Last week, Council acted decisively on three issues.
We unanimously approved the ordinance to protect the rights of all people in our community, commonly referred to as our sanctuary city ordinance, at Monday’s public hearing after an evening of heartfelt testimony.
On Wednesday, Council declined to set a 1,000 foot buffer between recreational marijuana retailers. Although we have a proliferation of these shops, market regulation is not a policy that Council normally undertakes. A majority of councilors requested more data and time to see how the market forces play out.
Also, in our final work session before taking a spring recess, Council reviewed two proposed bills under discussion in the state legislature. HB 2669 and SB 995 would create the structure for municipalities and counties to implement tracking and reporting systems for the discharge of hazardous materials. Built on Eugene’s 20 year old Toxics Right to Know ordinance, the bills could increase fees and the number of businesses required to report. If enacted, the new laws open the potential for the City’s program to be more financially sound and provide stronger protections for air and water quality statewide - in towns and counties who don’t currently have their own programs.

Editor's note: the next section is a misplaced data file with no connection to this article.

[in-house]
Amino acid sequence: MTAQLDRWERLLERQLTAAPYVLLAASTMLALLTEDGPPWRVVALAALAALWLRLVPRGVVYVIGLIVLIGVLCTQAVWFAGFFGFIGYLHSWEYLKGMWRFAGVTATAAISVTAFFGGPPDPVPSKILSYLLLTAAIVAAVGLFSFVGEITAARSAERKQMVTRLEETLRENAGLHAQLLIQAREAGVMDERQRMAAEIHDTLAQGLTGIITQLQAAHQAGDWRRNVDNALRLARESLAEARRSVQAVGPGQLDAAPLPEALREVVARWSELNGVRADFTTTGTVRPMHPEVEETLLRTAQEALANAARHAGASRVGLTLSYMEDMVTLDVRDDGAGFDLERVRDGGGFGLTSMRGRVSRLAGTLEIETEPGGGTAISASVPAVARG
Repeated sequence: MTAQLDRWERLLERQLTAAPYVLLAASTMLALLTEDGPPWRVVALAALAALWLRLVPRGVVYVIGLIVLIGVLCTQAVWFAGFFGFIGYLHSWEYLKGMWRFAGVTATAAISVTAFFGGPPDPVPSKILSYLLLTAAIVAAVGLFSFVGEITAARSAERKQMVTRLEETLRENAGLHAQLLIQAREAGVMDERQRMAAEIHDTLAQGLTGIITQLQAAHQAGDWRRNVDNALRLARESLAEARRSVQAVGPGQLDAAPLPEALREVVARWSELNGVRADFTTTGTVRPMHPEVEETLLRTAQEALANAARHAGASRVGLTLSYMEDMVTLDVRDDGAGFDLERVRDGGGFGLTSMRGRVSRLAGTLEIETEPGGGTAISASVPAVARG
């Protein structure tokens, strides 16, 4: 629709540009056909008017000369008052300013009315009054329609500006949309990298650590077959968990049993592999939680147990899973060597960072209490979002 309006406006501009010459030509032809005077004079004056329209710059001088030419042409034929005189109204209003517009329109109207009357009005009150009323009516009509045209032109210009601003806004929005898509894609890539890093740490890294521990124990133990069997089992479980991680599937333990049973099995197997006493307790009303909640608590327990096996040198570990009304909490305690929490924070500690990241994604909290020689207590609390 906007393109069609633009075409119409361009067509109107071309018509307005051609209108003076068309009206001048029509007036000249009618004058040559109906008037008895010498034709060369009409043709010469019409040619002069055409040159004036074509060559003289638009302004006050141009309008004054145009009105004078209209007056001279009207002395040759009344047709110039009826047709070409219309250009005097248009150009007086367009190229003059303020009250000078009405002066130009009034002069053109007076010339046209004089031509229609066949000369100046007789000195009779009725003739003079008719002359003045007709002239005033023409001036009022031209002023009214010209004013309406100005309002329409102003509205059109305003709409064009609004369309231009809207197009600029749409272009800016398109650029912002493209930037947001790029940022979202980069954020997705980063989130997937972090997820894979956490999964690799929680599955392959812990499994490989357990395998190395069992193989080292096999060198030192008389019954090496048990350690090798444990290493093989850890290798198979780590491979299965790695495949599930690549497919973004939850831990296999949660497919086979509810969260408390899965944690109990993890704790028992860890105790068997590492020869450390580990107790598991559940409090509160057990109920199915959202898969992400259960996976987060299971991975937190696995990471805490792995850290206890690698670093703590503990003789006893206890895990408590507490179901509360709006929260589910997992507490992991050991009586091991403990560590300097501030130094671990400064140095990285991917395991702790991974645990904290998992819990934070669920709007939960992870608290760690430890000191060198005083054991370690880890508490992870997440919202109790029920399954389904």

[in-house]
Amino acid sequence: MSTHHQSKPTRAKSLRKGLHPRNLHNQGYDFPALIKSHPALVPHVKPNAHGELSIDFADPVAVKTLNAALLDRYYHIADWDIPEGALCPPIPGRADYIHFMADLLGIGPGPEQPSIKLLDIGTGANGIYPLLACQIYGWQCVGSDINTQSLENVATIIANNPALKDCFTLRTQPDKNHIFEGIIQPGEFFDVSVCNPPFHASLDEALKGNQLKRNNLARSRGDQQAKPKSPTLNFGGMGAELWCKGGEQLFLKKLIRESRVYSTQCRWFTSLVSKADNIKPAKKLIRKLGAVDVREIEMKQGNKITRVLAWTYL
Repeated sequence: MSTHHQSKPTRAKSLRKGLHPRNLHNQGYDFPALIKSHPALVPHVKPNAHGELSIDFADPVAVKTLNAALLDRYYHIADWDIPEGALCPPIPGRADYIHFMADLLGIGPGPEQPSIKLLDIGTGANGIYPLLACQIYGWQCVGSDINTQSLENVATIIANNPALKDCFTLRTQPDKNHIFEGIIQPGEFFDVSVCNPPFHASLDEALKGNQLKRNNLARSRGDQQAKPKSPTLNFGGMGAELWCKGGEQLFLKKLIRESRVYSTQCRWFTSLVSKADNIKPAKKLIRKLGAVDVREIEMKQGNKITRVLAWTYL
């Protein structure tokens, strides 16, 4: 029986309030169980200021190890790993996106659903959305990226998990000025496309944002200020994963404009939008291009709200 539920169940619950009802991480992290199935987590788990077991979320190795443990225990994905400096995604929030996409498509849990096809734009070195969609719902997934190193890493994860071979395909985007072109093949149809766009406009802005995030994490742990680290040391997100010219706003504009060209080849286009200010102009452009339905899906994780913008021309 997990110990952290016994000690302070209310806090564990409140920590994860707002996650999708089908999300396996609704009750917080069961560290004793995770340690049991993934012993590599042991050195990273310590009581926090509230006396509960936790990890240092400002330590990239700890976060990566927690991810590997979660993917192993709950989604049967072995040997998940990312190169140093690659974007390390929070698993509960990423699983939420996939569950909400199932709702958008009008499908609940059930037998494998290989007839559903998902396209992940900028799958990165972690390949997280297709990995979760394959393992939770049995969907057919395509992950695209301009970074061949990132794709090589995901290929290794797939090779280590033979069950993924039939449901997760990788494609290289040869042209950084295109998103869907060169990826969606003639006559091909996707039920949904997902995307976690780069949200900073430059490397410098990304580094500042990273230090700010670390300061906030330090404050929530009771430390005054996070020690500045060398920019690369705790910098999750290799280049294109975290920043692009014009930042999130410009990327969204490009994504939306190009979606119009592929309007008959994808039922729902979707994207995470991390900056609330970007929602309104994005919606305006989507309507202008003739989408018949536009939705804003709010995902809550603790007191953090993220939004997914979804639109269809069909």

I began the week canvassing in the neighborhood near the proposed Amazon Corner apartment and commercial project on Hilyard. Of the 10 residents who opened their doors, most were supportive or mixed in their reactions to the development. No one was adamantly opposed. The primary concern was focused on the impact to parking and traffic on neighborhood streets.
Finally, Councilor George Poling announced his resignation effective April 10th. He has been a consistent, thoughtful, well-prepared member of the City Council and he will be missed. We will be finalizing the process to replace him in the coming weeks.